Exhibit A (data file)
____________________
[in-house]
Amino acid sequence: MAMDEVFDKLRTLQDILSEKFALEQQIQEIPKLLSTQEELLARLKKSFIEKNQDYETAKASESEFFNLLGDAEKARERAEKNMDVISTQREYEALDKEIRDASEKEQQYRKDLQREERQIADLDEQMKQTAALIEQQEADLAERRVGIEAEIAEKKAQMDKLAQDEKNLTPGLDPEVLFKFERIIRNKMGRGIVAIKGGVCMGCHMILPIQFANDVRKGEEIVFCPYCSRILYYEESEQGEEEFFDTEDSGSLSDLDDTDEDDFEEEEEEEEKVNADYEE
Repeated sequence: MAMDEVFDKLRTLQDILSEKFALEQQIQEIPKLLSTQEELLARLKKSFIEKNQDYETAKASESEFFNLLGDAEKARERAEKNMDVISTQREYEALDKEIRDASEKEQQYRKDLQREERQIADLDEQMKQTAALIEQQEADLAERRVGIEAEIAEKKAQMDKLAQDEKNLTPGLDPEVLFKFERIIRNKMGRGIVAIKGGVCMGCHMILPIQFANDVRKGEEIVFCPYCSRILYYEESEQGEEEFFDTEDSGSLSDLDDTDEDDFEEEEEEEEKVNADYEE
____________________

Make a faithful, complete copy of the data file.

[in-house]
Amino acid sequence: MAMDEVFDKLRTLQDILSEKFALEQQIQEIPKLLSTQEELLARLKKSFIEKNQDYETAKASESEFFNLLGDAEKARERAEKNMDVISTQREYEALDKEIRDASEKEQQYRKDLQREERQIADLDEQMKQTAALIEQQEADLAERRVGIEAEIAEKKAQMDKLAQDEKNLTPGLDPEVLFKFERIIRNKMGRGIVAIKGGVCMGCHMILPIQFANDVRKGEEIVFCPYCSRILYYEESEQGEEEFFDTEDSGSLSDLDDTDEDDFEEEEEEEEKVNADYEE
Repeated sequence: MAMDEVFDKLRTLQDILSEKFALEQQIQEIPKLLSTQEELLARLKKSFIEKNQDYETAKASESEFFNLLGDAEKARERAEKNMDVISTQREYEALDKEIRDASEKEQQYRKDLQREERQIADLDEQMKQTAALIEQQEADLAERRVGIEAEIAEKKAQMDKLAQDEKNLTPGLDPEVLFKFERIIRNKMGRGIVAIKGGVCMGCHMILPIQFANDVRKGEEIVFCPYCSRILYYEESEQGEEEFFDTEDSGSLSDLDDTDEDDFEEEEEEEEKVNADYEE